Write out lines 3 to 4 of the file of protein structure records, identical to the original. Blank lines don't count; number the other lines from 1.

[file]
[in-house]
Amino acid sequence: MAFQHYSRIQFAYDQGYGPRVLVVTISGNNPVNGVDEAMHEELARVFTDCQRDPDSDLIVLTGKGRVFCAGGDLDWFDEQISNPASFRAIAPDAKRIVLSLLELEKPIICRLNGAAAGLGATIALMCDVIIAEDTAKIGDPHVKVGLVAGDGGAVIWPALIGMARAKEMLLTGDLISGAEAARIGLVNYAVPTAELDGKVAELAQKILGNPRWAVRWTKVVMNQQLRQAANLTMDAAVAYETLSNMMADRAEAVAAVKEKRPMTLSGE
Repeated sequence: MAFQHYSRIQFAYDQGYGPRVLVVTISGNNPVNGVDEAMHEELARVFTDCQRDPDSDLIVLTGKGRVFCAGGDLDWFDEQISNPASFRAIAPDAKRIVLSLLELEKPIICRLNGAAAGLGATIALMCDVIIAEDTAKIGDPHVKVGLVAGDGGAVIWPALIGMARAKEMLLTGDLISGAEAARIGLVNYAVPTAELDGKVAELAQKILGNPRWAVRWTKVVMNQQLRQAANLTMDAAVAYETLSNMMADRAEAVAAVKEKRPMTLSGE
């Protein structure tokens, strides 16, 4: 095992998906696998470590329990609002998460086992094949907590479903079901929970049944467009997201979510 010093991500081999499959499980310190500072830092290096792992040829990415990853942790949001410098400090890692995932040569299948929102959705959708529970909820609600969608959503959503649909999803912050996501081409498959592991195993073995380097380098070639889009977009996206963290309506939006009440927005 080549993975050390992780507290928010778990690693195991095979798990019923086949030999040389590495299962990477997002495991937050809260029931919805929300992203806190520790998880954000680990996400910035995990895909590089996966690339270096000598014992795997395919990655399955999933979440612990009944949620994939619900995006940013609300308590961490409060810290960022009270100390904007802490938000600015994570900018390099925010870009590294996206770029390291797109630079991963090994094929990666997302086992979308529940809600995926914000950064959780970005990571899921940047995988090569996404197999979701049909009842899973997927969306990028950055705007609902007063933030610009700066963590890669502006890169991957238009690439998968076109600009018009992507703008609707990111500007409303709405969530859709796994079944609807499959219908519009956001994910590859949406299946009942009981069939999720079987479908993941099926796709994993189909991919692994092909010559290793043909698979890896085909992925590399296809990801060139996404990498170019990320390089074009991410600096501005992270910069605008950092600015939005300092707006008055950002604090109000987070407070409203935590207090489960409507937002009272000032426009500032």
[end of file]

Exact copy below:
Repeated sequence: MAFQHYSRIQFAYDQGYGPRVLVVTISGNNPVNGVDEAMHEELARVFTDCQRDPDSDLIVLTGKGRVFCAGGDLDWFDEQISNPASFRAIAPDAKRIVLSLLELEKPIICRLNGAAAGLGATIALMCDVIIAEDTAKIGDPHVKVGLVAGDGGAVIWPALIGMARAKEMLLTGDLISGAEAARIGLVNYAVPTAELDGKVAELAQKILGNPRWAVRWTKVVMNQQLRQAANLTMDAAVAYETLSNMMADRAEAVAAVKEKRPMTLSGE
């Protein structure tokens, strides 16, 4: 095992998906696998470590329990609002998460086992094949907590479903079901929970049944467009997201979510 010093991500081999499959499980310190500072830092290096792992040829990415990853942790949001410098400090890692995932040569299948929102959705959708529970909820609600969608959503959503649909999803912050996501081409498959592991195993073995380097380098070639889009977009996206963290309506939006009440927005 080549993975050390992780507290928010778990690693195991095979798990019923086949030999040389590495299962990477997002495991937050809260029931919805929300992203806190520790998880954000680990996400910035995990895909590089996966690339270096000598014992795997395919990655399955999933979440612990009944949620994939619900995006940013609300308590961490409060810290960022009270100390904007802490938000600015994570900018390099925010870009590294996206770029390291797109630079991963090994094929990666997302086992979308529940809600995926914000950064959780970005990571899921940047995988090569996404197999979701049909009842899973997927969306990028950055705007609902007063933030610009700066963590890669502006890169991957238009690439998968076109600009018009992507703008609707990111500007409303709405969530859709796994079944609807499959219908519009956001994910590859949406299946009942009981069939999720079987479908993941099926796709994993189909991919692994092909010559290793043909698979890896085909992925590399296809990801060139996404990498170019990320390089074009991410600096501005992270910069605008950092600015939005300092707006008055950002604090109000987070407070409203935590207090489960409507937002009272000032426009500032």